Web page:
For his first album in five years, Tommy Castro went back to square one.

A 2008 winner of the Blues Music Award for entertainer of the year, the singer-guitarist broke up the longtime band that bore his name and assembled Tommy Castro and the Painkillers with a different mission.

"It was a really fine band, and it was a great sound," the California native said in a phone interview from a tour stop in Oklahoma. "But I did it and I did it and I did it, three or four albums with a very similar texture to the music and not a lot of variation in beats, either.

"I started focusing in on the drums and going, 'We're using these basic blues, rock 'n' roll and soul beats,' " he continued. "I didn't realize I was doing it because my approach to songwriting started at the other end: a story, and going from the story to the melody to chord changes and finally getting around to the groove and the rhythm."

The result is "The Devil You Know," which was released in January, and, he said, changed the instrumentation, production and focus.

"The biggest thing that I think changed was getting back to more of a guitar-driven sound," Castro, 59, said. "I felt like in recent years I was trying to hide this band, this big wall of sound. I could just stop playing and it would sound awesome."

But Castro said he didn't want to change the sound so much that he'd be unrecognizable.

"It's always gonna be blues-based, it's always gonna be soulful, it's always gonna be roots-based rock 'n' roll," he said. "That's just what I do."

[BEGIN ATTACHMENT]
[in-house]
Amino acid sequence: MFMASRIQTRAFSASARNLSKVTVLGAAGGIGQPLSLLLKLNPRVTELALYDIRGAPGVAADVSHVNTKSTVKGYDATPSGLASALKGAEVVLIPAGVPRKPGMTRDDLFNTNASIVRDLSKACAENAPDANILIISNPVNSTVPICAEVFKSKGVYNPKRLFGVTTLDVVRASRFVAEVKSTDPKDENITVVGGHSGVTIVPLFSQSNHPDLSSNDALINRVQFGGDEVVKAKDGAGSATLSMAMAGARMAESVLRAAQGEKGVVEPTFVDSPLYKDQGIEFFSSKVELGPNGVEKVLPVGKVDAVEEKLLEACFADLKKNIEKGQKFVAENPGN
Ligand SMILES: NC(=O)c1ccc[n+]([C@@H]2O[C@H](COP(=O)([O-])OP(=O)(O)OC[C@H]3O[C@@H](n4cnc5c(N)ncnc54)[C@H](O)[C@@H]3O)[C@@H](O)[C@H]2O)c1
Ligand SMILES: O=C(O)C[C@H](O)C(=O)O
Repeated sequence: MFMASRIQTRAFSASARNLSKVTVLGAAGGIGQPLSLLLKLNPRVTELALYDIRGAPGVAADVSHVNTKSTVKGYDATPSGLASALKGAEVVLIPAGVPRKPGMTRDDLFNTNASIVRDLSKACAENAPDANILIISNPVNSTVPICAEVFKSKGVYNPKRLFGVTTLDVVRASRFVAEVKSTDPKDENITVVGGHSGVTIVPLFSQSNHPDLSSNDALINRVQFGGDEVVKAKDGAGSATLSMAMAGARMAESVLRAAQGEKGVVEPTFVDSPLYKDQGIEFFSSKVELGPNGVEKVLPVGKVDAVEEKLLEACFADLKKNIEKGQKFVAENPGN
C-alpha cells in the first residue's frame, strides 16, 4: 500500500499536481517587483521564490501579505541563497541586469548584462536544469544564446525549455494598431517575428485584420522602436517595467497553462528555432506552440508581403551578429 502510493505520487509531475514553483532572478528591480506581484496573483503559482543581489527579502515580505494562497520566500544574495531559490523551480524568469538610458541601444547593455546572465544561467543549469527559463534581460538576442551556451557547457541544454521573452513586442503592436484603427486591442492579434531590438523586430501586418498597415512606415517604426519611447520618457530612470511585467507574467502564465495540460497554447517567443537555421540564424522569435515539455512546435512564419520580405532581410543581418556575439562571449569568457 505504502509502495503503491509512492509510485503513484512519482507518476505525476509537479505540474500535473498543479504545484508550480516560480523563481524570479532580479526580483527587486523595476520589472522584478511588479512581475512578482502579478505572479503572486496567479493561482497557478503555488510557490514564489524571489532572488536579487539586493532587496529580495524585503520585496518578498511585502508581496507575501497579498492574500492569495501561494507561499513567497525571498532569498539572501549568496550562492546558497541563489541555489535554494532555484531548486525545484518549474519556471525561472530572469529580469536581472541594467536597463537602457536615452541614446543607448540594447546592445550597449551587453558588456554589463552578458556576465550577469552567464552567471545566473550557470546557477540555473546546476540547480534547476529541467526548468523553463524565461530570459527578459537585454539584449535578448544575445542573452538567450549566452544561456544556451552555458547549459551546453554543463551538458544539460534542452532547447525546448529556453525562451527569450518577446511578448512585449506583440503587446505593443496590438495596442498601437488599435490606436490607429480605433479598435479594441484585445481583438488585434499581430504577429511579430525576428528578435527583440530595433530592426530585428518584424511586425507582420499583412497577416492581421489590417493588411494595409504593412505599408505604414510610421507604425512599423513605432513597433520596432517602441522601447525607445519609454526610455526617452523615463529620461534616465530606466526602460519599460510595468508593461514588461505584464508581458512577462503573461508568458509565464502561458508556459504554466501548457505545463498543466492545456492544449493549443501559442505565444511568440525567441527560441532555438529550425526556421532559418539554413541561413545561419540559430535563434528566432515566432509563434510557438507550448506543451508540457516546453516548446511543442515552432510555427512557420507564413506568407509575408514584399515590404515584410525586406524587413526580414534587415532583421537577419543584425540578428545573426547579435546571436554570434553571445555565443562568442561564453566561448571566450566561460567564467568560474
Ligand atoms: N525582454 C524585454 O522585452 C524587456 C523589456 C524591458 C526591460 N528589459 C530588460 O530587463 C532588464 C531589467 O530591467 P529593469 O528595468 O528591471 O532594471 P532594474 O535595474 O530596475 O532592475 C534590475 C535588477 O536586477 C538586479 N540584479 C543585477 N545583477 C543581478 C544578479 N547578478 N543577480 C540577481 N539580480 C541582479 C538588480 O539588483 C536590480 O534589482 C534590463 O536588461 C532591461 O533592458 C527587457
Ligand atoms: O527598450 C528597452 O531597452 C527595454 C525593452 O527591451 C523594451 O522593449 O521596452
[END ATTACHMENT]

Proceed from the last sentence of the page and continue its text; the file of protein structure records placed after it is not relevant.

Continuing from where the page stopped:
Castro and the Painkillers perform Tuesday night at the Redstone Room in the River Music Experience, downtown Davenport.

"The Devil You Know" has received favorable reviews and a thumbs-up from fans.

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"Just the idea of keeping my music fresh, giving my faithful fans something to listen to and hopefully something really good. That's basically what I was going for," he said.

"The old fans like it, and we've started spreading out, reaching out to new people all the time, however they find new music these days," he added.

Castro praised Internet music services such as Pandora, which route listeners to other artists based on their initial interest in another performer.

He said he has enough material to compile a new album and added that he feels re-energized from the change.

"This is kind of like me going back and being a kid again, playing with my friends in the garage," he said with a laugh, adding, "hopefully a little more sophisticated than that."

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